Contribution

(Masterpieces of Fiction, Detective and Mystery Edition)

Daphne du Maurier’s three mystery novels, Jamaica Inn (1936), Rebecca (1938), and My Cousin Rachel (1951), are landmarks in the development of the modern gothic romance. Working out of the tradition of the nineteenth century British gothic novel, du Maurier breathed new life into the form through her evocations of the brooding, rugged landscapes of Cornwall and its ancient buildings and mansions. She created a world filled with a rich history of superstitions, danger, and mystery. Manderley, the great house in Rebecca, haunted by the ghostly presence of its dead mistress, and Jamaica Inn, an isolated tavern near the Cornish coast, filled with dark secrets and violence, are so powerfully drawn as to become equal in importance to the characters who inhabit them. The naïve heroines of these two novels must overcome their anxieties and insecurities in the face of physical and psychological threats and penetrate the secrets that surround them before they can achieve final happiness, peace, and love. Du Maurier’s use of setting, her characters, and her plots became models for the countless gothic tales and romances that followed on the publications of these novels.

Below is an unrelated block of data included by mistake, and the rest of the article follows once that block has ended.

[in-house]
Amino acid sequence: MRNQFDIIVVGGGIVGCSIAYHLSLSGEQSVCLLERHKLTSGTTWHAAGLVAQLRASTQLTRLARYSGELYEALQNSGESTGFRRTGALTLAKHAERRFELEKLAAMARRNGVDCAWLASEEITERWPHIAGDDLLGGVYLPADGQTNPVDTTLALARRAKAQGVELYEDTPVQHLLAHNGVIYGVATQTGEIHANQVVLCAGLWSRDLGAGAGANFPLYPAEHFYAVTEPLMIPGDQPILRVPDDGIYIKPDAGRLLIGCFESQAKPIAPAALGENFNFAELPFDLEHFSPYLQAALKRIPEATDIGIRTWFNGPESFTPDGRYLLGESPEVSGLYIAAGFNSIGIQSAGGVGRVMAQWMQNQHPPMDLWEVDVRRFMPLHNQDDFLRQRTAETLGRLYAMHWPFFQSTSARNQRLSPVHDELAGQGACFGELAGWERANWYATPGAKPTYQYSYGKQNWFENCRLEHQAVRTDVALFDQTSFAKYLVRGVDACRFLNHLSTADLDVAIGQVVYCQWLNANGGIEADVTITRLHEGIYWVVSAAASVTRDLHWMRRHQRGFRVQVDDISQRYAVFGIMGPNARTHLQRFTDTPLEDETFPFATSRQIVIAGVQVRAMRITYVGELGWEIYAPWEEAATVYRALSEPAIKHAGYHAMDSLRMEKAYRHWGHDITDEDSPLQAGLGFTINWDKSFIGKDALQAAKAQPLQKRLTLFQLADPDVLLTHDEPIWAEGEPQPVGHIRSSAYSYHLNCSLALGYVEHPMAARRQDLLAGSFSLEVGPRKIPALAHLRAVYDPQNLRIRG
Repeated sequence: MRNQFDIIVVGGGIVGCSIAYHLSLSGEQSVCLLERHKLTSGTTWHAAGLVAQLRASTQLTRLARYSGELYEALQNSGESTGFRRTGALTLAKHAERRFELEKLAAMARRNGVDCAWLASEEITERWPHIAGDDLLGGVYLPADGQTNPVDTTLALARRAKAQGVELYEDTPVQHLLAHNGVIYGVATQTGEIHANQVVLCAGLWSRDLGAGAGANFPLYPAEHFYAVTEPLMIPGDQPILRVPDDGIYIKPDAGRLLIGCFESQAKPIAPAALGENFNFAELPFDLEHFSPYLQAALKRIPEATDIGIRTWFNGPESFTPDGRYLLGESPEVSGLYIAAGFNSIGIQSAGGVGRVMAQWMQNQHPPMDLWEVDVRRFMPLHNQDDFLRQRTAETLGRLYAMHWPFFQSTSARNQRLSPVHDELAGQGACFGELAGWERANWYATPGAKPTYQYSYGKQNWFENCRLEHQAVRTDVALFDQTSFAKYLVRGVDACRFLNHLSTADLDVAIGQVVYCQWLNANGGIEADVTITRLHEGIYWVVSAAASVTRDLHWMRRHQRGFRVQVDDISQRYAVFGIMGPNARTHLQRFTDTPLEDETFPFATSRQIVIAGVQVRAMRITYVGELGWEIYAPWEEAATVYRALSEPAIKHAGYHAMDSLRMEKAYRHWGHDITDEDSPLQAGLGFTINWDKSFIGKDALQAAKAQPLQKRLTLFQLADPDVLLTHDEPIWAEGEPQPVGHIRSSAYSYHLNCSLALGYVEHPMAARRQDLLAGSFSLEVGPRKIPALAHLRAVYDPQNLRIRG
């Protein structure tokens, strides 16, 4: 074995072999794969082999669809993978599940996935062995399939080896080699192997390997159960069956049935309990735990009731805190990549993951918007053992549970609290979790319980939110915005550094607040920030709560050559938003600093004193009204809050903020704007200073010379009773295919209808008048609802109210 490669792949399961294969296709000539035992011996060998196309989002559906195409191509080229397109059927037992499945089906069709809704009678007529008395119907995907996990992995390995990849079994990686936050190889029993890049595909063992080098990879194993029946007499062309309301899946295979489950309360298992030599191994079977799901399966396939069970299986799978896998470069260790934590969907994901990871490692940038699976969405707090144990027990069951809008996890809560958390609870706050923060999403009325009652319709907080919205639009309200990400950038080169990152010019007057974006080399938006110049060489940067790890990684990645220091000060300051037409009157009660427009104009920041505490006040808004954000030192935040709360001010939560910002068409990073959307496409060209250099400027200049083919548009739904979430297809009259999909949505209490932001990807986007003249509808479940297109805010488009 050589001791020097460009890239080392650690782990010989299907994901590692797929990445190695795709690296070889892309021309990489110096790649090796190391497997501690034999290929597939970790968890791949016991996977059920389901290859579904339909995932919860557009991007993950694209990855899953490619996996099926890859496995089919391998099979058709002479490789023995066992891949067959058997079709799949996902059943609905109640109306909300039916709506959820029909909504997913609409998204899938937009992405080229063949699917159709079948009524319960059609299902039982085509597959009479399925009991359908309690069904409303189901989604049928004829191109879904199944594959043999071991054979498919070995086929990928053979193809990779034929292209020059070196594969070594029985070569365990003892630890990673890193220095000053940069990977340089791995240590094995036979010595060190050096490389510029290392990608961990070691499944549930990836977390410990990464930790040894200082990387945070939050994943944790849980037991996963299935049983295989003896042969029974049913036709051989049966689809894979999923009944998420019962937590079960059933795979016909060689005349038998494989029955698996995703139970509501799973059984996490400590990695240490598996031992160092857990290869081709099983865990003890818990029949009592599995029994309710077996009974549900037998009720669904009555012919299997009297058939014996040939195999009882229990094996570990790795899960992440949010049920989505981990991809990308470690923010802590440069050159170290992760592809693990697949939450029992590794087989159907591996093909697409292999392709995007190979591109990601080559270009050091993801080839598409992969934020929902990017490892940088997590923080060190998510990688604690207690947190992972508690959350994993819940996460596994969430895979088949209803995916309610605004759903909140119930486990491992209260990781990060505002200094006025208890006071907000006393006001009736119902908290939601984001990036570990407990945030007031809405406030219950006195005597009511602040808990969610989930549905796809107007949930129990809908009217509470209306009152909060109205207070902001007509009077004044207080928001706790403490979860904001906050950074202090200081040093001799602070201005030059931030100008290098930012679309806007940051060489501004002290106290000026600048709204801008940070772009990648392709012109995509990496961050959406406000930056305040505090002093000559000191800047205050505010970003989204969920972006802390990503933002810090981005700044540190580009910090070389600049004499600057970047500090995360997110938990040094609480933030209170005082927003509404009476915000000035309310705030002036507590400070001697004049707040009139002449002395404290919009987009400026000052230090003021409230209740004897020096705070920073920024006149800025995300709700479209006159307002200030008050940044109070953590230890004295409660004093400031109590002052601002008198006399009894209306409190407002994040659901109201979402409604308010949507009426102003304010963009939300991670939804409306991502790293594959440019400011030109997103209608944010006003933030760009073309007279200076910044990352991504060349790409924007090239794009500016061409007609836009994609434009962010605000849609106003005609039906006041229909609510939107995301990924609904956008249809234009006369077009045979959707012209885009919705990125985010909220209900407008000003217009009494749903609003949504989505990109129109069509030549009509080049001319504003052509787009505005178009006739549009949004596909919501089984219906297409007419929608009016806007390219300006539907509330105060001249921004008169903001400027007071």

My Cousin Rachel retains some of the gothic flavor of her earlier works but focuses more on the ambiguous psychology of its heroine. Unlike the typical mystery or detective novel, this book ends with, rather than solves, a mystery: Is Rachel an innocent, misunderstood woman or a sinister, calculating murderer?

In her two famous short stories, “The Birds” and “Don’t Look Now,” du Maurier establishes the twentieth century sense of dislocation. These tales of horror show the accepted order of things suddenly and for no apparent reason disintegrating. Her characters find themselves battling for their lives against creatures they have always assumed to be their inferiors: birds and children. The continuity of time itself is in question in “Don’t Look Now,” where du Maurier introduces the startling theme of precognition. Her innovative use of horror in “The Birds” has given rise to a host of stories and films about creatures, ranging from ants to rabbits, that threaten to destroy civilization.